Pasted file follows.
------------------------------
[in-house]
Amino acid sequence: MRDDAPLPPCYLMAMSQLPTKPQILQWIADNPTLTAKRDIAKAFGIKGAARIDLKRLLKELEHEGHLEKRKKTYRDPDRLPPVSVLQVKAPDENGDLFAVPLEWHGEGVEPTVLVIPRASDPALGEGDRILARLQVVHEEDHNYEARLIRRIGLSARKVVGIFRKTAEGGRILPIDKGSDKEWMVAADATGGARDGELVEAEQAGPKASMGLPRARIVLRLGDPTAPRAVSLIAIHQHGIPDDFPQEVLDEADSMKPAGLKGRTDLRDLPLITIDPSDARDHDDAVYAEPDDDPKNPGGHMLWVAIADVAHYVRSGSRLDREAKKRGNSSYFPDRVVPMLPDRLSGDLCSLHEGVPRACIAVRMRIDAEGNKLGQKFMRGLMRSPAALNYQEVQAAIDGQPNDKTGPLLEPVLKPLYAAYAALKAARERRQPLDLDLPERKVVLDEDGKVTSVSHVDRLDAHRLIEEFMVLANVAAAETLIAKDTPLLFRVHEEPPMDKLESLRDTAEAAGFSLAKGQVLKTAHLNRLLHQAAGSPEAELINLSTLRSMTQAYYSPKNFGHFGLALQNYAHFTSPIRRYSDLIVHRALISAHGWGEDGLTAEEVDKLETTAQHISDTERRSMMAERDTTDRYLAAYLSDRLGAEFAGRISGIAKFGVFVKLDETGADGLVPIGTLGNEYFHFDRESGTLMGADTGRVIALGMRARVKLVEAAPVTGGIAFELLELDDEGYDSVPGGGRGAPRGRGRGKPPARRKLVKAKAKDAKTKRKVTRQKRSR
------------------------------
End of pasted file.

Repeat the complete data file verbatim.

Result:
[in-house]
Amino acid sequence: MRDDAPLPPCYLMAMSQLPTKPQILQWIADNPTLTAKRDIAKAFGIKGAARIDLKRLLKELEHEGHLEKRKKTYRDPDRLPPVSVLQVKAPDENGDLFAVPLEWHGEGVEPTVLVIPRASDPALGEGDRILARLQVVHEEDHNYEARLIRRIGLSARKVVGIFRKTAEGGRILPIDKGSDKEWMVAADATGGARDGELVEAEQAGPKASMGLPRARIVLRLGDPTAPRAVSLIAIHQHGIPDDFPQEVLDEADSMKPAGLKGRTDLRDLPLITIDPSDARDHDDAVYAEPDDDPKNPGGHMLWVAIADVAHYVRSGSRLDREAKKRGNSSYFPDRVVPMLPDRLSGDLCSLHEGVPRACIAVRMRIDAEGNKLGQKFMRGLMRSPAALNYQEVQAAIDGQPNDKTGPLLEPVLKPLYAAYAALKAARERRQPLDLDLPERKVVLDEDGKVTSVSHVDRLDAHRLIEEFMVLANVAAAETLIAKDTPLLFRVHEEPPMDKLESLRDTAEAAGFSLAKGQVLKTAHLNRLLHQAAGSPEAELINLSTLRSMTQAYYSPKNFGHFGLALQNYAHFTSPIRRYSDLIVHRALISAHGWGEDGLTAEEVDKLETTAQHISDTERRSMMAERDTTDRYLAAYLSDRLGAEFAGRISGIAKFGVFVKLDETGADGLVPIGTLGNEYFHFDRESGTLMGADTGRVIALGMRARVKLVEAAPVTGGIAFELLELDDEGYDSVPGGGRGAPRGRGRGKPPARRKLVKAKAKDAKTKRKVTRQKRSR